The verbal/linguistic style often needs deeper study to know the additional learning styles that apply. (Such as social or solitary) There may also be a tendency to lean toward talking or writing vs a balance between the two. The verbal/linguistic child often needs a push outside their comfort zone.
Screen time can be very helpful when done together with an adult. Co-viewing allows parents to take part in storytelling and observe teachable moments. The verbal/linguistic child can benefit from speech-to-text technology.
Other recommended screen activities include starting their own blog.
Logical / Mathematical
You’ll notice the logical/mathematical child can easily recognize patterns and connect concepts that may seem meaningless to others. Logical learners may group information in order to help it make sense. They can often do math calculations without paper.. Anytime you can incorporate statistics, categories, and classifications, the logical-mathematical child will find it easier to absorb the learning.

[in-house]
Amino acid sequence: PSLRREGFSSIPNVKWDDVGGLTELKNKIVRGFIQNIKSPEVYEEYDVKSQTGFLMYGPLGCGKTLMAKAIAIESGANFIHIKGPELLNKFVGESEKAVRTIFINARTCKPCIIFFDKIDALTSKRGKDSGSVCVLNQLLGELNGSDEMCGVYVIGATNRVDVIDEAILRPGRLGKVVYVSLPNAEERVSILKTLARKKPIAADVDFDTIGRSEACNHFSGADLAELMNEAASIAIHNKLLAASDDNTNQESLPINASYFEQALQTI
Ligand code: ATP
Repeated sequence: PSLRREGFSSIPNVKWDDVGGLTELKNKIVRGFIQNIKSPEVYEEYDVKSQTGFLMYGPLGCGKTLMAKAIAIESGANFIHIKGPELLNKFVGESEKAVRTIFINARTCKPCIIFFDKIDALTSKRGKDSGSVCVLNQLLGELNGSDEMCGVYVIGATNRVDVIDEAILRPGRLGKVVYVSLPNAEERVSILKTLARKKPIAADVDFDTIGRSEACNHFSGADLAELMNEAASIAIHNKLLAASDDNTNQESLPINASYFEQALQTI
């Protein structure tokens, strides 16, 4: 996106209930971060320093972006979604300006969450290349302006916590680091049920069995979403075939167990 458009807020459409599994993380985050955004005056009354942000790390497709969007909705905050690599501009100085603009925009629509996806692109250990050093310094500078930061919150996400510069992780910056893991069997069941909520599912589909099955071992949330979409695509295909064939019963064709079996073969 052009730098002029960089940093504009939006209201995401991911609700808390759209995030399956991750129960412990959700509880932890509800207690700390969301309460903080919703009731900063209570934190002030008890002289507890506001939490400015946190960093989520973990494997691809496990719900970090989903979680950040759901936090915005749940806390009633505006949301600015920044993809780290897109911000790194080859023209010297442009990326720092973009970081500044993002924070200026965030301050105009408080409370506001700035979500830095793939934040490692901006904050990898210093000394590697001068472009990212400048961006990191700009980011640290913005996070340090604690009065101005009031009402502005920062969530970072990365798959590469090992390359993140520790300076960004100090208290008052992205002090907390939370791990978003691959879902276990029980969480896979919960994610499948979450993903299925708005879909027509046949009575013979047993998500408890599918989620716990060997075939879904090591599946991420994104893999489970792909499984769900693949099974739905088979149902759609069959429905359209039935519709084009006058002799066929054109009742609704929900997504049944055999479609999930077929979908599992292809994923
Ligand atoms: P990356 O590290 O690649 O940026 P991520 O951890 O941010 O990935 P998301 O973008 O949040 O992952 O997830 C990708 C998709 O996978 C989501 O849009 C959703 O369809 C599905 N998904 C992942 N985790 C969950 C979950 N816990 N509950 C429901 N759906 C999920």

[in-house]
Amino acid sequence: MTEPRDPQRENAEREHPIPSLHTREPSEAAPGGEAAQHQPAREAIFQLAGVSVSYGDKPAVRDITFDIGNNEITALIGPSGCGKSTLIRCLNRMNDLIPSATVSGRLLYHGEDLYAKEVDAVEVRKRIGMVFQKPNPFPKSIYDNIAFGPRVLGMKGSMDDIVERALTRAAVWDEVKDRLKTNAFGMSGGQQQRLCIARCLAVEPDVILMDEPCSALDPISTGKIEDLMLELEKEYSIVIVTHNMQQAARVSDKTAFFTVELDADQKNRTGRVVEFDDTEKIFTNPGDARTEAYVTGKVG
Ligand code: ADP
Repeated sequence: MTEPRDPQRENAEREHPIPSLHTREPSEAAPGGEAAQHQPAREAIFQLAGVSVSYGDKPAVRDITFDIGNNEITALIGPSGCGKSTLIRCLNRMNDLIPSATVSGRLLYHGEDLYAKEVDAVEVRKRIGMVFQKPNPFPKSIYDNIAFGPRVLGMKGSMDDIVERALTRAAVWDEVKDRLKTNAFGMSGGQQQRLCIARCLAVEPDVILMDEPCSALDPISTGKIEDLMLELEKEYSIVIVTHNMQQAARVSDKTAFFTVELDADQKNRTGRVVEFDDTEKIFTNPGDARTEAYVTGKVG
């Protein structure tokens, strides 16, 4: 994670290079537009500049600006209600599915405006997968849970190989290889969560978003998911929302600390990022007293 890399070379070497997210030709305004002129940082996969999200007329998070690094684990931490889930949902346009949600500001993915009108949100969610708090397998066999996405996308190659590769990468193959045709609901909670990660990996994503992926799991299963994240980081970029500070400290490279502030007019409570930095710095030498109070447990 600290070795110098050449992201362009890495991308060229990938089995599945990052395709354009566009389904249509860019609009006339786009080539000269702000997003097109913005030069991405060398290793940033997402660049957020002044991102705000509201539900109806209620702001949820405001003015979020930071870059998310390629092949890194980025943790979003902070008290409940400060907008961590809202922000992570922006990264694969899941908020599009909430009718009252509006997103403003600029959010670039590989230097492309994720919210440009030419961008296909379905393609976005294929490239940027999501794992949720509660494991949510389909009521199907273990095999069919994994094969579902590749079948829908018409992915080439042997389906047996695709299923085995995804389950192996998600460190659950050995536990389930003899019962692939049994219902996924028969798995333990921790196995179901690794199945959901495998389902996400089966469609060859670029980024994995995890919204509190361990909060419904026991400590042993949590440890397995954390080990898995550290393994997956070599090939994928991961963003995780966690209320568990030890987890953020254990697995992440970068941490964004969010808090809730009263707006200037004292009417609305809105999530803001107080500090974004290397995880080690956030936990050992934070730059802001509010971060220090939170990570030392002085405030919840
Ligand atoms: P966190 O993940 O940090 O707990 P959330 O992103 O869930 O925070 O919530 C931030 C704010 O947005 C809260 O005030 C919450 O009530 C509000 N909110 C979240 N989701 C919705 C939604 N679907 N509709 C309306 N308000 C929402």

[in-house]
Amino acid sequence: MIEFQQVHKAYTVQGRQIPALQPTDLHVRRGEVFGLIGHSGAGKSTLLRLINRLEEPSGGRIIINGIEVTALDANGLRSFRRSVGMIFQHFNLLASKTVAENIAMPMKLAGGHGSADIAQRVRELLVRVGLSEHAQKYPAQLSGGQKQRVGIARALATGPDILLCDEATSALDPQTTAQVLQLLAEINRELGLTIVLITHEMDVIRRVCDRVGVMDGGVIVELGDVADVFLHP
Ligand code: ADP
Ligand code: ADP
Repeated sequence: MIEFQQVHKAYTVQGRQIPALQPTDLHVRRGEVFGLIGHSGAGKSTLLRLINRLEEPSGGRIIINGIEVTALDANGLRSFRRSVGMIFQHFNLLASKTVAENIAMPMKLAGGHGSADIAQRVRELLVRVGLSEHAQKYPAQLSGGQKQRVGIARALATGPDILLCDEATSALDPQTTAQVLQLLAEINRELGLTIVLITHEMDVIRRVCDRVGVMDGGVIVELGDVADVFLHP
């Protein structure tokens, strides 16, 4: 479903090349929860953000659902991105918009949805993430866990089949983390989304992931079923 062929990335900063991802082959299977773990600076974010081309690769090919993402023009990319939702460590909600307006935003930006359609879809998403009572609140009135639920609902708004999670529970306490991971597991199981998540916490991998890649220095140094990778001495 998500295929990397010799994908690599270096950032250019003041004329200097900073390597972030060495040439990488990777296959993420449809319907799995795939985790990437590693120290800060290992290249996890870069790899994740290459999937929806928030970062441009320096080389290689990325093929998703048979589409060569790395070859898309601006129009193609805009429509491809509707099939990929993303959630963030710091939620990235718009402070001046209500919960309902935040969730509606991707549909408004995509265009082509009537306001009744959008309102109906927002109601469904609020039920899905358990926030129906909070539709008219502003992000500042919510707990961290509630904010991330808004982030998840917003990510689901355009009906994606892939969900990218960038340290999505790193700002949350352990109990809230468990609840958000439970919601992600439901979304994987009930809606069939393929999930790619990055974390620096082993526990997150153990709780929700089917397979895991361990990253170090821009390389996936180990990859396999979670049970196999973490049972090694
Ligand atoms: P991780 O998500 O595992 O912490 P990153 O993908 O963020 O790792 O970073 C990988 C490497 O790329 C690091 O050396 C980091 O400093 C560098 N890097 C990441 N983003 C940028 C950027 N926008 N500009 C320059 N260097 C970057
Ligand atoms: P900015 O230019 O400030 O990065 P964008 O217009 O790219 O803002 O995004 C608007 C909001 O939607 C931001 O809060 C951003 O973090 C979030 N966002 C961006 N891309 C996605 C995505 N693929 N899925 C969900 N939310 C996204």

Screen activities this learning style may find beneficial include, quiz games, fact memorization, math lessons, and coding.
Commonly called the hands-on learner, the physical, kinesthetic learner is learning when conducting physical activity rather than simply sitting and watching a demonstration or lecture. When you need to lecture or give a demonstration, it’s important to have a way to channel the energy of this type of child. Taking breaks or adding role play into the lecture is one way to be sure a physical/kinesthetic learner is engaged. Props are another way to keep kids involved.
Movement games like “Just Dance” or Wii Sports are a great way to use technology with this learning style. You can also have them complete their daily Yoga or other exercise routine and take “brain breaks” using available screens.
Physical/Kinesthetic learners may also enjoy scavenger hunt style apps such as Pokemon Go. A fun family activity is geocaching. For geocaching you use your smartphone to find little “treasures” left by other players. Learn more on the GEOCACHING WEBSITE.
Social and Solidary Learning Styles
While Social and Solidary are independent Learning Styles, these both work in conjunction with the 5 main styles versus acting as standalone styles. It is important as parents to be aware of the variations possible in depth and breadth as far as these two styles go.